With “Wicked” Davidson is playing someone a bit different from previous roles, but also someone he’s familiar with. “I see “The Wizard” as a con man. I am coming back to the Keller to play a con-man, much like I did with “Harold Hill” in “The Music Man.” They are not bad guys, just survivors doing the best they can.”
And Davidson says he thankful he doesn’t have to carry the show. “Everybody talks about 'The Wizard' throughout the entire show, but, in fact, it’s not a big part. It’s the story of a woman of color—whose color just so happens to be green—and a very white woman and the evolution of that friendship. They both think someone else will solve their problems, in this case The Wizard. They have to discover that’s something they have to do on their own.”
So what does the actor, singer and former underwear model (he did stints for both Sears & Roebuck Co. and Fruit of the Loom very early on in his career) want to do next?
“I hope to play “Captain Hook” on stage in “Finding Neverland,” said Davidson.
And what might he do while he’s in Portland with “Wicked”?
“I know we will spend hours in Powell’s Books, and my wife and I will take our bikes out for a long ride,” said Davidson. And he might even hit the water. “I remember last time I was here, back in 1987, I went down to the waterfront and rented a shell. I rowed it up and down the river. I remember the water was so calm and still. It was perfect.”
"Wicked" will perform at the Keller Auditorium from August 5 through August 23. Tickets are available at www.BroadwayInPortland.com, and by calling the Portland Opera Box Office at 503- 241-1802 or toll free at 866-739-6737, or Portland’5 Box Office at 800-273-1530 and in person at all TicketsWest locations.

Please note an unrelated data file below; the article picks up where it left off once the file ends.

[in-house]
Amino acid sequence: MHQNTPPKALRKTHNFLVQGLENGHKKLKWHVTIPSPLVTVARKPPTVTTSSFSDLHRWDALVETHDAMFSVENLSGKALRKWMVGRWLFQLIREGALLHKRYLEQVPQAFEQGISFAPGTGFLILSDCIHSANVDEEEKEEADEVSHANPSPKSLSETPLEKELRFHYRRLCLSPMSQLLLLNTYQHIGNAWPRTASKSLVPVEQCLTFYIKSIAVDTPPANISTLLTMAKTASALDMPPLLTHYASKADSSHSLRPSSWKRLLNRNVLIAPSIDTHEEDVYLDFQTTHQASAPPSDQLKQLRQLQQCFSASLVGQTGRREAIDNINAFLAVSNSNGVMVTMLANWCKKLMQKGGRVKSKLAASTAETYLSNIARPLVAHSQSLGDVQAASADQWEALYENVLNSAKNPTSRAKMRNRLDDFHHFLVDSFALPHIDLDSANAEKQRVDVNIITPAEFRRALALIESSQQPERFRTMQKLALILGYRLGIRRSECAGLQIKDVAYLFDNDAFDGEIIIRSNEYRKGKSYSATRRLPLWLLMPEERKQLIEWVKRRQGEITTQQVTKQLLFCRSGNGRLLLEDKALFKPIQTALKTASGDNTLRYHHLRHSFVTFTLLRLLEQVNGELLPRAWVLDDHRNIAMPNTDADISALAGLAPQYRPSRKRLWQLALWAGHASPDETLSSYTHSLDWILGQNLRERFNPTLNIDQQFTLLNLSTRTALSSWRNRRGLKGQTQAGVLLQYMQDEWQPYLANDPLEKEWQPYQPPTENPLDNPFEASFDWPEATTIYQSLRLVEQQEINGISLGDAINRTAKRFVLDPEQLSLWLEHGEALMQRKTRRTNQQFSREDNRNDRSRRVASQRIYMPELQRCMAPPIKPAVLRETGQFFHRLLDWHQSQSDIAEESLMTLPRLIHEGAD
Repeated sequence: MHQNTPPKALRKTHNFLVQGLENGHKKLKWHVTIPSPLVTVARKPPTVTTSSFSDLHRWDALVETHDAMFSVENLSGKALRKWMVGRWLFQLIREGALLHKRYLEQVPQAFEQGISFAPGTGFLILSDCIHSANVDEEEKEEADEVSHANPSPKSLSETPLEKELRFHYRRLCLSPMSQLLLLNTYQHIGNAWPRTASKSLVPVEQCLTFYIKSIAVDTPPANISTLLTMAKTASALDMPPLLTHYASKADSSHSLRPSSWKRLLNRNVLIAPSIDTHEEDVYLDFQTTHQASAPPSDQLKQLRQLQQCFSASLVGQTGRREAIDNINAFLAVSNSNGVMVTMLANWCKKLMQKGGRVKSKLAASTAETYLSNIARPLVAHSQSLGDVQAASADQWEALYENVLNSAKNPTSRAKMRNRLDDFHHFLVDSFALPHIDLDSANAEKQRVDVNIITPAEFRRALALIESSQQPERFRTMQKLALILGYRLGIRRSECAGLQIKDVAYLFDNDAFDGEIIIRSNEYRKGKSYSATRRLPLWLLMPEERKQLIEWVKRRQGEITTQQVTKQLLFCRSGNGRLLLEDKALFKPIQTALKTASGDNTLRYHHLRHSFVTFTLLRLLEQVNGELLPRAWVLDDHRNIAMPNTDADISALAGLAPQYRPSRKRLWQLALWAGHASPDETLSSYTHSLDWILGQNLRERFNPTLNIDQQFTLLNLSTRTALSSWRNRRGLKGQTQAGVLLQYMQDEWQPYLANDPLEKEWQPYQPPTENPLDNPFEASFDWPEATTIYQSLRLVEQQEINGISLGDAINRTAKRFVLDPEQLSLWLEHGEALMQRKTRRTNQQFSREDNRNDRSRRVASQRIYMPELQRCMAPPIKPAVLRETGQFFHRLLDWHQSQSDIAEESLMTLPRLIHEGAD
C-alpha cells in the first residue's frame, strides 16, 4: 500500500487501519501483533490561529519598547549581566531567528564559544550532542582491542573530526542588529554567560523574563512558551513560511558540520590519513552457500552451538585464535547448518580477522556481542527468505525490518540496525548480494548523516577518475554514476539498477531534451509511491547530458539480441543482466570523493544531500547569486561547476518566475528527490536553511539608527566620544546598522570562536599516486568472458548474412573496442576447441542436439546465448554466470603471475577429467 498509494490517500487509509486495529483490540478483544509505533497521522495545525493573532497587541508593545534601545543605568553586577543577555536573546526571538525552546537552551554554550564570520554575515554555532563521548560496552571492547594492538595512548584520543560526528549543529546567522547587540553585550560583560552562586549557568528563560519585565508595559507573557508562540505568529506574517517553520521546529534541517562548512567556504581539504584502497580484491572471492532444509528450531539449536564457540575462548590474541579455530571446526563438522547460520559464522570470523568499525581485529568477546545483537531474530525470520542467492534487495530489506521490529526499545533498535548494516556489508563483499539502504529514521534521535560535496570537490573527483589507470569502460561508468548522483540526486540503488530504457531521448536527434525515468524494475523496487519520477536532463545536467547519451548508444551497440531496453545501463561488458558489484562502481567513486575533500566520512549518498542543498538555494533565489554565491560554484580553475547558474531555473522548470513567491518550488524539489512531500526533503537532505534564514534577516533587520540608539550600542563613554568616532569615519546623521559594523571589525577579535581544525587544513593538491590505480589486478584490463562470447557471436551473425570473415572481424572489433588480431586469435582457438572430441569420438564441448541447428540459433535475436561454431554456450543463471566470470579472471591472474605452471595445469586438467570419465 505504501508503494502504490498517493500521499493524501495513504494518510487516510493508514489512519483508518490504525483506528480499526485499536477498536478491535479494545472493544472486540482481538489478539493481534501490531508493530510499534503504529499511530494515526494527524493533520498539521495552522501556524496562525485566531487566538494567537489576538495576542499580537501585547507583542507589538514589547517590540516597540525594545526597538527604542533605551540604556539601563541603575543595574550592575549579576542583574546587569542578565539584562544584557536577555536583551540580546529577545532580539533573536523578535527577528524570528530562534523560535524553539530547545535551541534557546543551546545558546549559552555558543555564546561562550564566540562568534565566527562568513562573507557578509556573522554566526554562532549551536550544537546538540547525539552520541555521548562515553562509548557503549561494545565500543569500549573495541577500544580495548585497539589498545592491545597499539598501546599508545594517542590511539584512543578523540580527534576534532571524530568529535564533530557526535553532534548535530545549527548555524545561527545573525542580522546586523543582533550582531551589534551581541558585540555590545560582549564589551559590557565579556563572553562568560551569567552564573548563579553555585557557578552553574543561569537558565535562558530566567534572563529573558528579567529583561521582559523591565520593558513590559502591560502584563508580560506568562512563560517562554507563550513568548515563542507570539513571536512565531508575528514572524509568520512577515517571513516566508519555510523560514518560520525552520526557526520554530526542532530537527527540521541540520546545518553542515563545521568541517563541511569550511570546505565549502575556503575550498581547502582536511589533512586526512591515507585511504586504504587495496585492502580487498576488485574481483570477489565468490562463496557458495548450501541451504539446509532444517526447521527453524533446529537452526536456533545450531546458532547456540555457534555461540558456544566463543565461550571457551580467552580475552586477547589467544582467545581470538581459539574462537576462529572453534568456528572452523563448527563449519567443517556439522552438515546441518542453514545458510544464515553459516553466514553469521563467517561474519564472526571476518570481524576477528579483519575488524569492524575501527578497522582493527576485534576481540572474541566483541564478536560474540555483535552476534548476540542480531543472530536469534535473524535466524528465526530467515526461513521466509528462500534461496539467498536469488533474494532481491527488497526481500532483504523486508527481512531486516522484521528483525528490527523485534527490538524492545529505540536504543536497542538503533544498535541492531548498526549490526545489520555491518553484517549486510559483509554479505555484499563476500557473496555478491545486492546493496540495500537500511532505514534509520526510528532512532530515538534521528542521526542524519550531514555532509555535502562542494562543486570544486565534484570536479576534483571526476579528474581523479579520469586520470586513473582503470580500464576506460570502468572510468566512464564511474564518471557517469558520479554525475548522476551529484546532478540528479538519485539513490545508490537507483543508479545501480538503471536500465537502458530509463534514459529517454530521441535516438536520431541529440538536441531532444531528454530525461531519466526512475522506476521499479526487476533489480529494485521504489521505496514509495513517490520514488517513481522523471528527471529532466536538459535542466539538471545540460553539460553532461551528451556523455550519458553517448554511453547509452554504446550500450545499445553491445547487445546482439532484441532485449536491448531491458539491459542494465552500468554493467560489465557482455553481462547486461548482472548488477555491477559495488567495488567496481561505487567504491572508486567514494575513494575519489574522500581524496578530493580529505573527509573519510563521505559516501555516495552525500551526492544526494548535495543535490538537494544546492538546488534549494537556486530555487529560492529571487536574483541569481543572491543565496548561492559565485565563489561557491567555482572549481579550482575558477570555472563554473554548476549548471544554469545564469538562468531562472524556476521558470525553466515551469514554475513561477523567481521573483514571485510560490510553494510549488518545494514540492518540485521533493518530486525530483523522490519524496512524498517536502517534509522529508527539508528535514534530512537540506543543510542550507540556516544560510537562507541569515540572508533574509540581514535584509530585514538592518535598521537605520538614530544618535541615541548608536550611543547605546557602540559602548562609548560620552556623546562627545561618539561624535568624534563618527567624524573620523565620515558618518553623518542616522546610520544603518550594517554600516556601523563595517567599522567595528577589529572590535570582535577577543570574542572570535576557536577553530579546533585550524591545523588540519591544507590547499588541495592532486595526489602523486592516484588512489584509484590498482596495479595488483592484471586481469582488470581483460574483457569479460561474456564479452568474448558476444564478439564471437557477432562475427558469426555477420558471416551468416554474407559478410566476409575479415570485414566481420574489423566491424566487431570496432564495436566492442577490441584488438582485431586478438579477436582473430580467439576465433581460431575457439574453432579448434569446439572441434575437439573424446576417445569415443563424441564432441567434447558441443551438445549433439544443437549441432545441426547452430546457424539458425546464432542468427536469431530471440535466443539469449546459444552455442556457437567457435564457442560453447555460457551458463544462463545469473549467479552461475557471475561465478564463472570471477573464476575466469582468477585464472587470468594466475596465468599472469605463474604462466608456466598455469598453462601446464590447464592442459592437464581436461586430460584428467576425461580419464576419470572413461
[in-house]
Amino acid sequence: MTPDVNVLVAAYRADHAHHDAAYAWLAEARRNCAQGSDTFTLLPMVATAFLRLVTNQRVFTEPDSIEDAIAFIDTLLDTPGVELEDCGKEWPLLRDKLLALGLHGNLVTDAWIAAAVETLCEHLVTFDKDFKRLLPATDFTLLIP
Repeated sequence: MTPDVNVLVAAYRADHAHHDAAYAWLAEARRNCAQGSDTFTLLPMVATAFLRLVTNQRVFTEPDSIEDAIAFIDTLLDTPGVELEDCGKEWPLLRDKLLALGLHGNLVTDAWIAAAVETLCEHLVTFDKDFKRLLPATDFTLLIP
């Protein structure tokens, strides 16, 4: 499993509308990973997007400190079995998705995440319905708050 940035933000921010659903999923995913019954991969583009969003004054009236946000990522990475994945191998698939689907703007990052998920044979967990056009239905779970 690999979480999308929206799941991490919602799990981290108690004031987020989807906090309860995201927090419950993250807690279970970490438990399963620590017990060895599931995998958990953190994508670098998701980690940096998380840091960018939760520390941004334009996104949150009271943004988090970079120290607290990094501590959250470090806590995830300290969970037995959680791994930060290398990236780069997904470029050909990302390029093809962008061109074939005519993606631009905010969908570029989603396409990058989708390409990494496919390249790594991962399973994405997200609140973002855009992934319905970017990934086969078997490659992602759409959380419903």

For more on John Davidson check out johndavidson.com where you can find out what it means when the son of two Baptist ministers becomes “openly secular.”
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Bustling with gamblers, gangsters, and sassy showgirls, “Guys and Dolls” celebrates Broadway’s golden era. With a score written by the legendary Frank Loesser the classic musical zooms in the on the glorious Damon Runyon’s comic book world of 1940s Times Square New York City.
The characters in Guys and Dolls are among the best known, and most beloved in Broadway history, most notably the high-rolling gambler Sky Masterson, who falls in love with the puritanical missionary Sarah Brown, con man Nathan Detroit, notorious for his floating crap game, and Nathan’s long-suffering fiancé show girl Miss Adelaide.
A true Broadway classic, Guys and Dolls has stood the test of time, and continues to be adored by audiences of all ages. The show premiered in November 1950 – a production that won five Tony Awards including Best New Musical – and has been revived many times, both on Broadway and London’s West End. It was also the inspiration for the 1955 film starring Marlon Brando and Frank Sinatra.